At a talk during the ASEAN Leaders’ Interface with representatives of ASEAN youth, the President said Filipino youth are at the forefront of advocacies to mitigate and adapt to the effects of climate change in the Philippines.

He said one of the initiatives is leading the declaration of the annual ASEAN Youth in Climate Action and Disaster Resilience Day to promote awareness and provoke positive action among the youth to address climate change and galvanize disaster risk reduction efforts.

“Since 2018, the Philippines, with the support of various partners and stakeholders, has ensured the conduct of annual celebrations and involvement of youth leaders from all ASEAN member states in the activities,” Mr. Marcos said.

The President also brought up the need for ASEAN to transition to renewable and alternative energy technologies, noting that the Philippines is doing its part in that regard.

The President also called for unity among ASEAN members as he urged developed countries to fulfill their longstanding commitments to the Paris Agreement.

“Although developing countries such as the Philippines only account for less than 1 percent of global emissions, our countries bear the brunt of the devastating impacts of climate change,” Marcos said.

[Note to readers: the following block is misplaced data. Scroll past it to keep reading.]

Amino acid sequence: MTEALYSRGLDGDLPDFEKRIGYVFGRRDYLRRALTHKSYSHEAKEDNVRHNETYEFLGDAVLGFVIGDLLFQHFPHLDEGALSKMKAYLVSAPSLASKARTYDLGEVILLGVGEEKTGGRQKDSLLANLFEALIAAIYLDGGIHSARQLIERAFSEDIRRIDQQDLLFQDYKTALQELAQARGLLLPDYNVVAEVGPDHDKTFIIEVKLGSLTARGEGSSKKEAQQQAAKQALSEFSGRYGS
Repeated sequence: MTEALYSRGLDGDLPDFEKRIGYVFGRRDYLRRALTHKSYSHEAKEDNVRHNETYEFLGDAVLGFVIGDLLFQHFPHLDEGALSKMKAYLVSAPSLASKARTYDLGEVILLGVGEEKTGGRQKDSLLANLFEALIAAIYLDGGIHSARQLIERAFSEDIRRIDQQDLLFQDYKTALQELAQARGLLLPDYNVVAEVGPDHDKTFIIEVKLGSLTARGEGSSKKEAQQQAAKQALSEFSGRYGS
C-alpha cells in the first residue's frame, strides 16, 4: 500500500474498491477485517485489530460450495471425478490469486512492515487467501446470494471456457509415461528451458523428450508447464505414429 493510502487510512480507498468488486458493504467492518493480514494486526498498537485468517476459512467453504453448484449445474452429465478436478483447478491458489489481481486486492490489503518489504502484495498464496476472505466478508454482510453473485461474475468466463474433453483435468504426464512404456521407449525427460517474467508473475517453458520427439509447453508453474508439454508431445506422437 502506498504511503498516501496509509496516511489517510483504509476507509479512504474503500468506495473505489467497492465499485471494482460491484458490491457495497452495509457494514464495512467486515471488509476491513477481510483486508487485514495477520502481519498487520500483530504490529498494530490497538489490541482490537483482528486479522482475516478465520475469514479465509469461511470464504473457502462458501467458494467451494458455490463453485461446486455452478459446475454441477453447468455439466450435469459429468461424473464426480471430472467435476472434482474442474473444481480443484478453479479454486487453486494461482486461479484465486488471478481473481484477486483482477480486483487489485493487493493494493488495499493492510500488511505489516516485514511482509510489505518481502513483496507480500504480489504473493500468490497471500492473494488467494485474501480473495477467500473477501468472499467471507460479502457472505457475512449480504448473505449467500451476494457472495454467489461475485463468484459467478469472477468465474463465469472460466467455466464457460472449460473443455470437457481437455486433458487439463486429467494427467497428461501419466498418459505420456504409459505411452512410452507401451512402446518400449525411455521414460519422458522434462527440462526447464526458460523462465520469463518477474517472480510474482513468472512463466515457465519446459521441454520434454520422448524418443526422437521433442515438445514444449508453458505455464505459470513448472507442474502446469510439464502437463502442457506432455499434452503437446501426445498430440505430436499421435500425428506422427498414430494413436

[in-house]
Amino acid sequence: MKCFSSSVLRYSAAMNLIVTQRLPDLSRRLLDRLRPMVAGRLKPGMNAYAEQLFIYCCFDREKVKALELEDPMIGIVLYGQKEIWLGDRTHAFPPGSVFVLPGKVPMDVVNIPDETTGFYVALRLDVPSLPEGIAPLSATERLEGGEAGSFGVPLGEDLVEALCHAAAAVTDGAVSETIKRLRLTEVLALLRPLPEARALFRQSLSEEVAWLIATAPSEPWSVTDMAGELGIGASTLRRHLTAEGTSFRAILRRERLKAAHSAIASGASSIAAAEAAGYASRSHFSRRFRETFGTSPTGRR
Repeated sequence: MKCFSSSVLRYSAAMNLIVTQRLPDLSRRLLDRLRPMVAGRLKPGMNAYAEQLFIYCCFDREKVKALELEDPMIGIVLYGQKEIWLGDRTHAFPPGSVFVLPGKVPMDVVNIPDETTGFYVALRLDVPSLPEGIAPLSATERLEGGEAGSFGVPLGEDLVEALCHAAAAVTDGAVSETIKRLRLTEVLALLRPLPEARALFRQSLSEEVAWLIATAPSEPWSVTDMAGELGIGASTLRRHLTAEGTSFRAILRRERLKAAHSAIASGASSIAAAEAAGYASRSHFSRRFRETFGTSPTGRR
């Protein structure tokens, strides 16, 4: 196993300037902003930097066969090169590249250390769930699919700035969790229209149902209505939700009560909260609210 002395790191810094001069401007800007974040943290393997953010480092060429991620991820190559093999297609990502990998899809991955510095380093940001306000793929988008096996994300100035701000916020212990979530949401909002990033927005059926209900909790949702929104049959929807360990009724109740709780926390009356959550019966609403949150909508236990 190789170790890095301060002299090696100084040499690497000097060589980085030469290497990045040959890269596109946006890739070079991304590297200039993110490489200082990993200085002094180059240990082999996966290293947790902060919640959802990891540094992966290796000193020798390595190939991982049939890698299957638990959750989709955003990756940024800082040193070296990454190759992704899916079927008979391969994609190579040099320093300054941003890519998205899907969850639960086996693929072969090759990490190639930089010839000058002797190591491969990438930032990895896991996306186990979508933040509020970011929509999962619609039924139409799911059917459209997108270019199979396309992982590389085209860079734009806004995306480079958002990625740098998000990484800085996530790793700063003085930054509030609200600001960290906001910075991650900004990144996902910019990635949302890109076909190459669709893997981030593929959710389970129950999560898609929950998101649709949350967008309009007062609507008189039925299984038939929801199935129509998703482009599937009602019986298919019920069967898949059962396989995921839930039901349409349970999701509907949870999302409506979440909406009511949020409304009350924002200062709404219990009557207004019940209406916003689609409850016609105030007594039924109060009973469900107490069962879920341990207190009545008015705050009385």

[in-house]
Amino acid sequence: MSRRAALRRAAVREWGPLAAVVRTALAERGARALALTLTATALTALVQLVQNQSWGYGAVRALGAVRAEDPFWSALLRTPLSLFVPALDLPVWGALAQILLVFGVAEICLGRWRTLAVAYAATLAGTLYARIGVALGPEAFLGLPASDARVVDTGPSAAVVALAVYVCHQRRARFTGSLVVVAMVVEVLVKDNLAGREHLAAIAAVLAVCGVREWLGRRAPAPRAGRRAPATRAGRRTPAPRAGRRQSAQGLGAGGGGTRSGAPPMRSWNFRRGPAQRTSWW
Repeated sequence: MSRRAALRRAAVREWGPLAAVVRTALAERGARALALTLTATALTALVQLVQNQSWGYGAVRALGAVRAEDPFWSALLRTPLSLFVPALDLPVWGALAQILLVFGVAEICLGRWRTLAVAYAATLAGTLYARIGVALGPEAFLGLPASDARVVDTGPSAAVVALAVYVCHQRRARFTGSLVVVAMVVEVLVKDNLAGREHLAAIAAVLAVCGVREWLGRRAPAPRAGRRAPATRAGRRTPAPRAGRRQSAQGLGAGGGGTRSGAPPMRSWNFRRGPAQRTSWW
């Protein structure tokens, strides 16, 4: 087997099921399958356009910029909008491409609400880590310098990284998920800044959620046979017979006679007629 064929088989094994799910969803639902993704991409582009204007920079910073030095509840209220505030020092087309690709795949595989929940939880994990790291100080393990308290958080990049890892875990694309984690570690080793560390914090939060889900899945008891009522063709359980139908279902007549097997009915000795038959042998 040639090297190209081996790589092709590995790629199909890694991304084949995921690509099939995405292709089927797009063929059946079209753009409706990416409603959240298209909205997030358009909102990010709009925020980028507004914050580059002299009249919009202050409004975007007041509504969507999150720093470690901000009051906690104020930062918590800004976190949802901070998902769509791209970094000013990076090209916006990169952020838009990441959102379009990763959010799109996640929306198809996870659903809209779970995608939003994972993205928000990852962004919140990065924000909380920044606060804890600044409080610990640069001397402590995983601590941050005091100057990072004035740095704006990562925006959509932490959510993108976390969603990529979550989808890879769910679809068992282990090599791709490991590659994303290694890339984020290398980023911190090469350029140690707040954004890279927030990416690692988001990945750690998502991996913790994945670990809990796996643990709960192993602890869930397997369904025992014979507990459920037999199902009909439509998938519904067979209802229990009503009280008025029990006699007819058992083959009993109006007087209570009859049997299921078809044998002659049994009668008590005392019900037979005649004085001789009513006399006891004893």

“Developed countries have a moral obligation to support adaptation and mitigation efforts of the most vulnerable countries through technology transfer, capacity building, and climate financing, this to address loss and damage, and to achieve necessary breakthroughs for climate action at a global scale,” he added.

At the same time, the President said the Philippines will take bold steps to transition to renewable and alternative energy technologies in a secure and sustainable manner.

The country is rich in critical metals like aluminum, nickel and chromite, which are energy efficient to produce.

“Recognizing that a cleaner energy future is anchored on the supply of critical minerals, ASEAN should now start enhancing regional cooperation towards boosting the region’s strategic industrial metals and minerals value chain,” Marcos said.

Marcos said the Philippines recognizes biodiversity can complement ASEAN’s initiatives in climate change, contributing to efforts towards a more sustainable and resilient future.

The conservation and sustainable use of biodiversity is an intergenerational responsibility that the Philippines is proud to support through the ASEAN Center for Biodiversity, he said.